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WNBA's Indiana Fever players kneel together during national anthem before playoff game

Going into their winner-take-all WNBA playoff game against Phoenix on Wednesday night, the Indiana Fever players knew it might be their last chance to do something that guard-forward Marissa Coleman described as “bigger than basketball.”

So while the national anthem played before the game, every Indiana player knelt with their arms locked.

Taking a knee during the anthem has become a popular way for some athletes to peacefully protest social injustice in recent weeks since San Francisco 49ers backup quarterback Colin Kaepernick started doing so during the NFL preseason.

But the Fever are thought to be the first professional team to take the action as a unit. And they did so on a day when violent protests continued to take place in Charlotte over the police shooting of a black man.

"It was unanimous that we were going to do it together," Coleman said after the 89-78 Phoenix win. "We have a platform, and I think it's a disservice if we don't use it. This was bigger than basketball. As important as this game was, there are other things going on in this world. It's just to get conversations started."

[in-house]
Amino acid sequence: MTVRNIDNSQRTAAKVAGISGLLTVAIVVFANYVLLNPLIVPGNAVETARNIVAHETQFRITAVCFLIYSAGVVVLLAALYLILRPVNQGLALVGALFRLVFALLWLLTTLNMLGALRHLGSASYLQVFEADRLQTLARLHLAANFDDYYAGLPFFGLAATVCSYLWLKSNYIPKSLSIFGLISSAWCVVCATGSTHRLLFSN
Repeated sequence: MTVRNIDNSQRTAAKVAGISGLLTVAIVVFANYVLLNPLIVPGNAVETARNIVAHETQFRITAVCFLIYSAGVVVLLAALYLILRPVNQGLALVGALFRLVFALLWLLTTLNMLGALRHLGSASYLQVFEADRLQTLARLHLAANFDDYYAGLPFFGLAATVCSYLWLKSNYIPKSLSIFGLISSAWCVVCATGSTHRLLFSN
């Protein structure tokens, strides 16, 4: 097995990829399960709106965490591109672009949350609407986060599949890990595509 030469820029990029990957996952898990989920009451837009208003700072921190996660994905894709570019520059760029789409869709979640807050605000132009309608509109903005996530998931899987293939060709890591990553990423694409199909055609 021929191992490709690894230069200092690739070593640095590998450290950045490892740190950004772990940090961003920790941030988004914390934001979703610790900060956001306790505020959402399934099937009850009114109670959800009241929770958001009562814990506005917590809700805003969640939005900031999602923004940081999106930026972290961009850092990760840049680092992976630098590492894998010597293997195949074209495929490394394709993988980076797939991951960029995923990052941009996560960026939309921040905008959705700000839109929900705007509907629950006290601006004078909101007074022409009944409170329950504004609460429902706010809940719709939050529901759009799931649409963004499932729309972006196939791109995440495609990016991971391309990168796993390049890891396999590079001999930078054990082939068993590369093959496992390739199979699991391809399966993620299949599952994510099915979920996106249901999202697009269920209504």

The protest didn’t get a noticeable reaction from crowd. The Indiana players were on the opposite end of the court as the flag, so some members of the crowd may not have seen them during the anthem, USA Today reports.

Phoenix’s Mistie Bass and Kelsey Bone also took a knee during the anthem. In fact, Indiana center Erlana Larkins told USA Today that those two players from the opposing team inspired the Fever’s decision to make their own statement.

“We heard Phoenix wanted to do something and we just joined in the decision and decided to stand as one,” Larkins said.

Indiana’s players didn’t tell anyone — not even Coach Stephanie White — what they planned to do. But “when we got into the huddle, [White] looked at each one of us and said she was proud of us,” Fever star Tamika Catchings said.

White told reporters: “Something like this creates conversation, and that’s how we create change. We don’t create change by seeing it on the news and waiting until next time. People who have the platforms have the ability to affect change, and I’m proud of our group for using the platform in a respectful manner.”

 

charles.schilken@latimes.com

Twitter: @chewkiii

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